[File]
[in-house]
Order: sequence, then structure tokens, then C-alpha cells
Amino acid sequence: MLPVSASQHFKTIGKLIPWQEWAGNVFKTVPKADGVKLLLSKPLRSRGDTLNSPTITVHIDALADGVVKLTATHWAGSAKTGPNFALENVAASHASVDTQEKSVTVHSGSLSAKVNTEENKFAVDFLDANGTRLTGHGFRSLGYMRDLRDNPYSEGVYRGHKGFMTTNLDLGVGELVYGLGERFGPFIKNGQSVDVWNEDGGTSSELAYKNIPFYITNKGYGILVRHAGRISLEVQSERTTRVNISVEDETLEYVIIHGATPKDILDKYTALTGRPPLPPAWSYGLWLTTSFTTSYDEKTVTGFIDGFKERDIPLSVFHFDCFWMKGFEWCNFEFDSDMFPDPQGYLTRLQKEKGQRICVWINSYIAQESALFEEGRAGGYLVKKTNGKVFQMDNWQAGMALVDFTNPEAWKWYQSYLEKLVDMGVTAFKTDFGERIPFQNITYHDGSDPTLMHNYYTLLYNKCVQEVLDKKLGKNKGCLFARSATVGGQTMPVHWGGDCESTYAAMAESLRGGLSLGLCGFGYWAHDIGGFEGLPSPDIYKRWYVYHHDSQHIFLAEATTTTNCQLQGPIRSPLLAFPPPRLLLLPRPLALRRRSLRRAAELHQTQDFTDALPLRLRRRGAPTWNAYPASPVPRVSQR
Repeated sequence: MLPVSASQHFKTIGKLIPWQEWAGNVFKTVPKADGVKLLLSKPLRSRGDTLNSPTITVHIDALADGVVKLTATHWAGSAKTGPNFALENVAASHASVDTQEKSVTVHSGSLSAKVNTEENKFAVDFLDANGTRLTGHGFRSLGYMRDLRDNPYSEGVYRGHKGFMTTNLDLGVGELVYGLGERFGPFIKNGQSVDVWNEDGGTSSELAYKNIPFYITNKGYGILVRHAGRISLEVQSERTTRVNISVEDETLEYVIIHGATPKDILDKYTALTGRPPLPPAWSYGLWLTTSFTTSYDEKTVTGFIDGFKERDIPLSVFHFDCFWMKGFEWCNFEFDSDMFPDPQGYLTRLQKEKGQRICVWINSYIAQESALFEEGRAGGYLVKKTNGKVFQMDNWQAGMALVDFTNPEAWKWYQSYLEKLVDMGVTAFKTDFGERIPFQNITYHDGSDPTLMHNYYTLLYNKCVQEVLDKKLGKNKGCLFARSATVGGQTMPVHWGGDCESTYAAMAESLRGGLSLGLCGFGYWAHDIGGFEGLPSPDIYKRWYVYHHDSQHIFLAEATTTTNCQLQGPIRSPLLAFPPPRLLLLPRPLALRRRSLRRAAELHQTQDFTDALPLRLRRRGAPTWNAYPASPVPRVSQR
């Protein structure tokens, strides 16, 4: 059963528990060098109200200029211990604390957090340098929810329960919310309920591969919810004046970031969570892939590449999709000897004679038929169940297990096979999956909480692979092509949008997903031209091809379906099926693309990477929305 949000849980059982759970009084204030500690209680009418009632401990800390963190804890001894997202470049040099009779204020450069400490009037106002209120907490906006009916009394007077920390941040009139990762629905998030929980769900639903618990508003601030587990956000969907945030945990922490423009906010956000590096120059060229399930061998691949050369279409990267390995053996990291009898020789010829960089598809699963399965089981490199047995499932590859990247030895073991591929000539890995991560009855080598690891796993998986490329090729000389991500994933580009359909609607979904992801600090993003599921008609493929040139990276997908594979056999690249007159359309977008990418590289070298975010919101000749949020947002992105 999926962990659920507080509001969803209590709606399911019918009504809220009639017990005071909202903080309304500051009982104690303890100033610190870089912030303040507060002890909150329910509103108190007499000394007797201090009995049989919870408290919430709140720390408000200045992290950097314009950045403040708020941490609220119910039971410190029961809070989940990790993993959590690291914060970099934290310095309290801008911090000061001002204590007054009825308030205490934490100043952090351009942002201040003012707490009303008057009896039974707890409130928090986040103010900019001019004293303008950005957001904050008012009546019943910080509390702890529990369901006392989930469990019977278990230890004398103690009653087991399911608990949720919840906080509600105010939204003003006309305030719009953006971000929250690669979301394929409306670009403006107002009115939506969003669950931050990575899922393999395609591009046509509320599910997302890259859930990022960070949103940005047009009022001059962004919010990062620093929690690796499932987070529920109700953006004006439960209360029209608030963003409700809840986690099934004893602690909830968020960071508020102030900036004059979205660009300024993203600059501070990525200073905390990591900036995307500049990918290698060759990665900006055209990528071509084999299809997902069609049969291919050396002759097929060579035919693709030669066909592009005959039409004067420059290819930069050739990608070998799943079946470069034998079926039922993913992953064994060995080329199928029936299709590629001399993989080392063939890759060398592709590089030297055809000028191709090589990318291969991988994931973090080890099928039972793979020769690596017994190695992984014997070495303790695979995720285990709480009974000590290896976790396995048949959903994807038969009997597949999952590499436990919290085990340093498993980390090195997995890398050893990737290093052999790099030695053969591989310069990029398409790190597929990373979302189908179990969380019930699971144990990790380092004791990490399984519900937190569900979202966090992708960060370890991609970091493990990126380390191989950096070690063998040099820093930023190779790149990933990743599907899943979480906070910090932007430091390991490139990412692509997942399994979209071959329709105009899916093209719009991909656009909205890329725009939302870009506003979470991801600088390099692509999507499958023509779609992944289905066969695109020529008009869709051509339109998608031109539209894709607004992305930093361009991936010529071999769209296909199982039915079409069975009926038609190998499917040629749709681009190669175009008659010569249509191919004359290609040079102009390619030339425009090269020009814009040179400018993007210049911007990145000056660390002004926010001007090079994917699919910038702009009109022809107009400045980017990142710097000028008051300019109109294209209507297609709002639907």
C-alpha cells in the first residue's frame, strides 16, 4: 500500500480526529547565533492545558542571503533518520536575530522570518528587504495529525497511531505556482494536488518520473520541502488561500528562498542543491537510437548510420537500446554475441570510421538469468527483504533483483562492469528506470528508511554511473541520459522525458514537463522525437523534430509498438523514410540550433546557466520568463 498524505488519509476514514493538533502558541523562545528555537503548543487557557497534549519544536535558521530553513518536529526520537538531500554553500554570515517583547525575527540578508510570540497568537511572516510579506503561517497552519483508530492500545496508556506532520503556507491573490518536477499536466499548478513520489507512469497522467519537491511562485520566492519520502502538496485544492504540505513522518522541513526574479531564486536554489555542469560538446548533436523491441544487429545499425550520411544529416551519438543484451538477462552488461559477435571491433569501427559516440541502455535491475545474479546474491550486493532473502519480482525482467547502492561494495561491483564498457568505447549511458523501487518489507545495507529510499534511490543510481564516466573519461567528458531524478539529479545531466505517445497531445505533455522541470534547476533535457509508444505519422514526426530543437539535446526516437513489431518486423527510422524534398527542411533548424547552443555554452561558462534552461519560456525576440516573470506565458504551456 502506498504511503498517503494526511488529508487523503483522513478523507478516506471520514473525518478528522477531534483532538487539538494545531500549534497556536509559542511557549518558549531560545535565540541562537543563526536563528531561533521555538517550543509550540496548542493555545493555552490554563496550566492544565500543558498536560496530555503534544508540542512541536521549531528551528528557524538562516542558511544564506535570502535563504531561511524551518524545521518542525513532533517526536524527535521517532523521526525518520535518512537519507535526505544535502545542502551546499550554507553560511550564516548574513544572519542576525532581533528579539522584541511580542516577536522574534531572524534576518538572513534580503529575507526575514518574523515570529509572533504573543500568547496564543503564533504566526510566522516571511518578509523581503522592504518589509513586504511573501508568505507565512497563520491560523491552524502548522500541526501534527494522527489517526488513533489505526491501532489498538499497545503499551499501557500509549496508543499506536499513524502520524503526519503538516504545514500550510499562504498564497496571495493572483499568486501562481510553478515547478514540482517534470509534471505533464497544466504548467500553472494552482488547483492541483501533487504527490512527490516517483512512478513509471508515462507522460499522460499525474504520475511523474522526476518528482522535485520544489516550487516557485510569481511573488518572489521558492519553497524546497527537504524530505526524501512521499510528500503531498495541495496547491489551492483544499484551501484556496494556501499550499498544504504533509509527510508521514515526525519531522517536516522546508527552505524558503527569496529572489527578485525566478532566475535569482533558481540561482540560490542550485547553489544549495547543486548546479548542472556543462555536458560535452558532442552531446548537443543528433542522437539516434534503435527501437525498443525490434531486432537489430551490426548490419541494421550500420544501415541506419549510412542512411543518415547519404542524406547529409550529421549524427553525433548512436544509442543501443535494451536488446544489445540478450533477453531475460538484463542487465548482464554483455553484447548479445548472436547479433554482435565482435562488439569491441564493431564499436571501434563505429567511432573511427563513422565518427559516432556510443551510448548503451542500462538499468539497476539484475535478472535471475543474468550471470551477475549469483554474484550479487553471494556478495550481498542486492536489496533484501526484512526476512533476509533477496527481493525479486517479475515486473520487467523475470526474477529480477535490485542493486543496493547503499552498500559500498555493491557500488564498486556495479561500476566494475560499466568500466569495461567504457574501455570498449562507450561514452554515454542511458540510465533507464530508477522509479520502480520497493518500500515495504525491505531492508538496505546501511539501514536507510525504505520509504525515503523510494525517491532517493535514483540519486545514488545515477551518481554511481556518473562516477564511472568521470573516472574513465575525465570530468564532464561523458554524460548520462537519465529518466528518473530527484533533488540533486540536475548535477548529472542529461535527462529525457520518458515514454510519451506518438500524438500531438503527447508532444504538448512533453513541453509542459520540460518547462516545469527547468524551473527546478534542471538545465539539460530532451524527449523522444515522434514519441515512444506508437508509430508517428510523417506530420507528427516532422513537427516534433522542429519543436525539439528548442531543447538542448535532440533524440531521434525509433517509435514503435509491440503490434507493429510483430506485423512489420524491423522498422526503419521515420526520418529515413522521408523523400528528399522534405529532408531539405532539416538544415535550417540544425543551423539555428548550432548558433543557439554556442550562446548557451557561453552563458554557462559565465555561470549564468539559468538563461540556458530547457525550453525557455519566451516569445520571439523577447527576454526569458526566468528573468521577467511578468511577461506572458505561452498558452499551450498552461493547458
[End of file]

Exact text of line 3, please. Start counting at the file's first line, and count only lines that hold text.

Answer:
Amino acid sequence: MLPVSASQHFKTIGKLIPWQEWAGNVFKTVPKADGVKLLLSKPLRSRGDTLNSPTITVHIDALADGVVKLTATHWAGSAKTGPNFALENVAASHASVDTQEKSVTVHSGSLSAKVNTEENKFAVDFLDANGTRLTGHGFRSLGYMRDLRDNPYSEGVYRGHKGFMTTNLDLGVGELVYGLGERFGPFIKNGQSVDVWNEDGGTSSELAYKNIPFYITNKGYGILVRHAGRISLEVQSERTTRVNISVEDETLEYVIIHGATPKDILDKYTALTGRPPLPPAWSYGLWLTTSFTTSYDEKTVTGFIDGFKERDIPLSVFHFDCFWMKGFEWCNFEFDSDMFPDPQGYLTRLQKEKGQRICVWINSYIAQESALFEEGRAGGYLVKKTNGKVFQMDNWQAGMALVDFTNPEAWKWYQSYLEKLVDMGVTAFKTDFGERIPFQNITYHDGSDPTLMHNYYTLLYNKCVQEVLDKKLGKNKGCLFARSATVGGQTMPVHWGGDCESTYAAMAESLRGGLSLGLCGFGYWAHDIGGFEGLPSPDIYKRWYVYHHDSQHIFLAEATTTTNCQLQGPIRSPLLAFPPPRLLLLPRPLALRRRSLRRAAELHQTQDFTDALPLRLRRRGAPTWNAYPASPVPRVSQR